Happy Friday, dear friends. As we do every week, this post is a short look back at TNW’s coverage of Microsoft’s last seven days. Often, the post is light, as the Redmond-based software giant may have had a quiet week. Not this time.
Windows 8 RTMs, leaks
Another conference. “Great.”
This one’s different, trust us. Our new event for New York is focused on quality, not quantity.
Big news: Windows 8 has been released to manufacturing. This means that, to Microsoft, this bad boy is done.
Windows 8 will become generally available on October 26th, but MSDN subscribers will start to receive the code on August 15th, in an expanding fashion. For a look at when you might be able to get your hands on the code legitimately, head here. However, for the curious, the code is already out on your favorite torrent website. Microsoft declined to comment on the leak. TNW has confirmed that it is legitimate.
It’s been a very, very long road. However, Windows 8 is now all grown up. Oh, if you do snag that Windows 8 RTM build, you can’t activate it, so customization is a big no-no.
Windows RT, Windows Server 2012 RTM as well
And, cowering slightly in the shadow of Windows 8’s RTM, so too did Windows RT and Windows Server 2012 wrap up as well. It was a massive day for Microsoft.
These releases are not surprising, but they do show that Microsoft is managing to hit all of its timings properly, in regards to its software scheduling. This means that there should be no surprises come the Fall.
Outlook.com launches, scores
Any other week, this would have been the top story. Several days ago, Microsoft launched a new webmail product, called Outlook.com, to the public. You can upgrade your Hotmail account to it now, if you so desire. TNW’s take was the following:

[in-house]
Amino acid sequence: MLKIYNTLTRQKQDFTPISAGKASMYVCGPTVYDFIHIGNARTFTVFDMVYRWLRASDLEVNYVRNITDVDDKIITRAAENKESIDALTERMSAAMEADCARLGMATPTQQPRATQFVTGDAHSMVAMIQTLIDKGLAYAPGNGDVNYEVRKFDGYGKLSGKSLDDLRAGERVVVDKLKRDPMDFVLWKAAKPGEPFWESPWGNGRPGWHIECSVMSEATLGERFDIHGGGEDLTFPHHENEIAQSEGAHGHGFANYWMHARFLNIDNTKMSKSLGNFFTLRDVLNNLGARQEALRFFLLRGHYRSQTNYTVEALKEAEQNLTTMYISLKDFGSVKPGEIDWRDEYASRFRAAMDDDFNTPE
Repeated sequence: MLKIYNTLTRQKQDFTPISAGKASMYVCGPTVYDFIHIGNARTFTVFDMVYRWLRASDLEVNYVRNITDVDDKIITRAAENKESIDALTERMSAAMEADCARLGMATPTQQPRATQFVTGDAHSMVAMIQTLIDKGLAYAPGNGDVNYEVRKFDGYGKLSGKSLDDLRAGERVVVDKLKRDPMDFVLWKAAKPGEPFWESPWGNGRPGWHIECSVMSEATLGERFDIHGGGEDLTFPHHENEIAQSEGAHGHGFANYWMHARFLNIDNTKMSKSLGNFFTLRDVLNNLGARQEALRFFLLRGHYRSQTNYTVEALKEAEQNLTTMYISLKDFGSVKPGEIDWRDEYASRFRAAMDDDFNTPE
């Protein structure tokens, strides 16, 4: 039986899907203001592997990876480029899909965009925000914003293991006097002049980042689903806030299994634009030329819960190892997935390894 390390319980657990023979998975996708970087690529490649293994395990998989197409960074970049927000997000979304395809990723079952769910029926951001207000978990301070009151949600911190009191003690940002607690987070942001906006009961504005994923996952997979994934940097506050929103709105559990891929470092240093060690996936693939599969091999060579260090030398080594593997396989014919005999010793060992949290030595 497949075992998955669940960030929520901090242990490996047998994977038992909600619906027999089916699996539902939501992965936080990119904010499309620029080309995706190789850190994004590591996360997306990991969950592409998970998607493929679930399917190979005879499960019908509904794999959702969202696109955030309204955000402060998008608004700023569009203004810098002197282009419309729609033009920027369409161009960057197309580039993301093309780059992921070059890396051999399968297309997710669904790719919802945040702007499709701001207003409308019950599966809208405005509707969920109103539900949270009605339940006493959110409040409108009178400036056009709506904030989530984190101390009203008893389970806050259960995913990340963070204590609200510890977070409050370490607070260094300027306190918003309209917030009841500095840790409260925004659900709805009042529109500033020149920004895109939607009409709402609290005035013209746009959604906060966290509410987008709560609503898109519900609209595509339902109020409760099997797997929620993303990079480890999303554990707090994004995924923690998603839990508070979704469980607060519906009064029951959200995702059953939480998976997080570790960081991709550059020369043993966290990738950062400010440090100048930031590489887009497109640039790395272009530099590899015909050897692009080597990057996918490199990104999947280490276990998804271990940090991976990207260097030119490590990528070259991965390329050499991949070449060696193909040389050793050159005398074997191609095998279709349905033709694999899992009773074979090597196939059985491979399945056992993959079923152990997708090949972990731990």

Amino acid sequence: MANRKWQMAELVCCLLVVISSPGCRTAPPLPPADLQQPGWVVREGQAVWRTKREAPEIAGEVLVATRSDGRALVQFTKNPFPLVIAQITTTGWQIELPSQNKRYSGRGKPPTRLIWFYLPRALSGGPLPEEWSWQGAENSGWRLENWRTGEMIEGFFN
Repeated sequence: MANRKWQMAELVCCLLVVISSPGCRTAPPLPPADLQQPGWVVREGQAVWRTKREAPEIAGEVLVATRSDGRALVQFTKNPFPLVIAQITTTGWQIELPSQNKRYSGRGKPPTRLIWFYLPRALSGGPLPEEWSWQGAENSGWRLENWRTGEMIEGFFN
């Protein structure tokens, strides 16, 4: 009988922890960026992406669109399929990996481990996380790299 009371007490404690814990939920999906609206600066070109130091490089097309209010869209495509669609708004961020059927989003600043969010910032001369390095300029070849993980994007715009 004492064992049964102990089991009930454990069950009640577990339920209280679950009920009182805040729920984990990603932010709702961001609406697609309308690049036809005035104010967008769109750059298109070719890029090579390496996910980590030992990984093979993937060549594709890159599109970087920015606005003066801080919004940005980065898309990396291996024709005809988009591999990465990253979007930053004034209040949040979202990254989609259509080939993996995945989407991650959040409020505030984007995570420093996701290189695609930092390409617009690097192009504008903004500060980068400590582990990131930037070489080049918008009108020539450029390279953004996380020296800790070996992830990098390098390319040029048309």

TNW has extensively tested the product. It’s our view that Outlook.com is a well-designed webmail product that has the potential to reverse Microsoft’s lengthy slide in the product category to Google’s Gmail.
TNW reader sentiment was also quite positive. Given that it launched to a massive, massive wave of press, Outlook.com shot to more than 1 million users in, if we calculate properly, its first 7 hours. Microsoft was more than content with that, trumpeting the milestone.
For our full review, head here. Why this matters: All Hotmail users are eventually going to be Outlook.com users, period. There will be a stretch of time, I suspect a lengthy one, in which people can move themselves to the new product if they so choose. However, all users will be assimilated, kicking and screaming or not.
As the Live web brand is unwound, Outlook.com could be the face of the next generation of Microsoft web. If so, not bad.
Metro is on its way out
More Microsoft Stores?
Job listings are strongly hinting that Microsoft will roll out a number of temporary holiday stores later this year. Here’s TNW’s take on just what is going on:
Microsoft can afford to rent large tracts of real estate in prime locations, put together a staff, and both teach Windows 8 and sell Surface units in a very public, noticeable way. Now, it might not want to keep all those locations, given their likely high rents (downtown Chicago is more expensive to lease than the suburbs of the city, where the company’s permanent store resides). However, it can well afford to spend some time there. Why? From the other direction, it almost can’t not spend the money. If it doesn’t, its lack of presence could hamper its chances of a strong Windows 8 launch.
So if you are looking for a job later this year, well, you know where to look.
Honeywell in the bag
Finally, Microsoft this week reported that it landed yet another patent deal covering Android and Chrome OS with Honeywell. Microsoft has more than 70% of Android unit volume paying it royalties.